In 1957, when a detached house would set homebuyers back a whopping $20,000, on average, and when most technology only came in black-and-white, a group of students exited the doors of Langley High School for good, thus opening a new chapter in their lives.
Many of the Class of ’57 are still around, and will be celebrating their 60th high school reunion at Estate 248 at 2 p.m. on Sunday, June 11.
Langley High School opened its doors in 1949, built for a capacity of 500 students, noted Lorraine Allen, who is helping to organize the reunion.
At the time, there was only one high school in the district.
By 1957 the attendance was 1,500 students – 500 junior students on morning shift, 500 junior students on afternoon shift, and 500 senior students on day shift.
The class of 1957 was the last of the three classes to attend LSS from Grades 7 to 12, and the last class to graduate from Langley Jr./Sr. High with every student from the Langley School District in the graduation class. The following year Aldergrove High School opened its doors.
The Class of ’57 had 104 alumni and they held their first reunion 25 years later.
The reunions have always included the classmates who didn’t finish high school, bringing their total to 150.
Additional reunions have been held through the years, including a 40th, 45th, 50th, and 55th.
Although 29 members have passed on and 11 members can no longer be found, there are still 107 alumni on the “active roster,” Allen said.
And while many members lived and worked outside of the Lower Mainland, the majority are now located near their hometown.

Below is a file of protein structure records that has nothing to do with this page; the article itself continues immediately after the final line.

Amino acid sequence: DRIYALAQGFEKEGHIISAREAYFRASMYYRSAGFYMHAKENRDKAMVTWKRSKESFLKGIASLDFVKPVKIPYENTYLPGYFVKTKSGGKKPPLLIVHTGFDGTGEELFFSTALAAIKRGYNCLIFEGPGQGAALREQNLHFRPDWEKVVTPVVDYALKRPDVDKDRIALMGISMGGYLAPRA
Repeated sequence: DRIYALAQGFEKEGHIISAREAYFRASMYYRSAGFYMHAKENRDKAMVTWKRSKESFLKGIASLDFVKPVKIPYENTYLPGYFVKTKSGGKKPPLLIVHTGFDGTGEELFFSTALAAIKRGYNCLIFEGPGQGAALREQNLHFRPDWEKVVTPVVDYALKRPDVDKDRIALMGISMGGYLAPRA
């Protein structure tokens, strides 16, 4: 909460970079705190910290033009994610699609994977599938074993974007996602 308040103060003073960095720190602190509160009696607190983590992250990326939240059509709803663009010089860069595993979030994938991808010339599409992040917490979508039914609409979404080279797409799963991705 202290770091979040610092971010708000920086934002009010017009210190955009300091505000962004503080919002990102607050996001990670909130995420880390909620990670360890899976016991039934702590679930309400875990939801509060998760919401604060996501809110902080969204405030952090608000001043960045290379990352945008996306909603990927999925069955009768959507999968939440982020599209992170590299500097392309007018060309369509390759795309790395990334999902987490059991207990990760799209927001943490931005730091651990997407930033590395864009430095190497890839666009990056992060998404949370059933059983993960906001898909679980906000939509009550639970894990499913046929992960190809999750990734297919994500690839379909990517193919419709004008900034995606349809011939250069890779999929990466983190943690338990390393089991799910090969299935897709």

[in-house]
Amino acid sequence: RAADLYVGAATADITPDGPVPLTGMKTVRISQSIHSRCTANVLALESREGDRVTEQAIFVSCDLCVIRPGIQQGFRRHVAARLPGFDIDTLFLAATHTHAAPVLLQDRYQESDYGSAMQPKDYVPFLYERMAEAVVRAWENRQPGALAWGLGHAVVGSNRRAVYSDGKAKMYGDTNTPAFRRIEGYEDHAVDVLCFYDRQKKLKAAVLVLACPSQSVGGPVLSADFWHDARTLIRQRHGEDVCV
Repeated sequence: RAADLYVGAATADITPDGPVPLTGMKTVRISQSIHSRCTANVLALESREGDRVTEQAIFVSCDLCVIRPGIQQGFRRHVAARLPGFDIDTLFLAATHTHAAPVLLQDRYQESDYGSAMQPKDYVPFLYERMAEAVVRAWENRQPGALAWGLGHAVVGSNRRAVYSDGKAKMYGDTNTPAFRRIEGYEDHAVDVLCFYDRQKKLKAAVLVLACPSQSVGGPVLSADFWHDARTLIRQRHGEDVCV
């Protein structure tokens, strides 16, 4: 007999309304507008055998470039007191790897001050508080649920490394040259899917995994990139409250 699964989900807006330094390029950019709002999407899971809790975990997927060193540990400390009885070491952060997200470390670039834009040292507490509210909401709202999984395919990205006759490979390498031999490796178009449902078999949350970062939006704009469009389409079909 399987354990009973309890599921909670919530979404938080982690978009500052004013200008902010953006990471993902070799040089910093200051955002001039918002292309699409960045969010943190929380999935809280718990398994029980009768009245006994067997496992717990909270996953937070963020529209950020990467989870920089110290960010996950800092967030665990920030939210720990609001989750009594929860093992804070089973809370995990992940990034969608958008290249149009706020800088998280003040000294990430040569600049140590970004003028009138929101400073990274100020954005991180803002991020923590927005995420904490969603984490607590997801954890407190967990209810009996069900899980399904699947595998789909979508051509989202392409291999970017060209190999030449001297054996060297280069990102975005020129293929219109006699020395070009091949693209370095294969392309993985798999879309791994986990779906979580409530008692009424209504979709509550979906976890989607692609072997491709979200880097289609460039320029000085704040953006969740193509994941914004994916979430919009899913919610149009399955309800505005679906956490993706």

“The Class of ’57 was recognized by their teachers as being one of the rare special classes and has maintained its close friendships throughout the years,” she added. “Currently the alumni meet once a month at Poppy Golf Course in the summer.”
Bill Merrell was part of the graduating class and among those who meet at Poppy Golf Course.
Merrell said he still feels like a young man. “There’s an old saying that, no matter what age we are, we all feel 22.”
“In some ways it was a long time ago and other times it was just yesterday,” he added.
Elsie Lundin and Allen have known each other since Grade 1, and she says school was much different then than it is now.
“You had reading, writing, and arithmetic,” Lundin said. “They were teaching us to go to university.”
“Or be a nurse or a teacher if you are a woman,” fellow grad Joan Gore chimed in.
Merrell said the expectations was that a lot of people would enter the workplace right out of high school. “The expectation wasn’t that large groups would go to university.”
Gore lived in Aldergrove and said the “Aldergrove kids” stuck together. “Those of us who came from Aldergrove were kind of at a disadvantage. We got to the school 25 minutes before school began. We had lunch hour where we would socialize, we had to be on the bus again 10 minutes after the last bell… so we were kind of separate from the Langley people.”
Weekends involved hanging out at the local restaurants, Gore said.
“That’s some of the things that we did; if you have a car, you drove from the Lang Lee Chinese food restaurant to the A&W restaurant,” Allen reminisced.
“The Lang Lee was at one end (of town) and the A&W was at the other. If you had a car, you went in the car. If you didn’t have a car, you sat and watched the cars with the people in the cars.”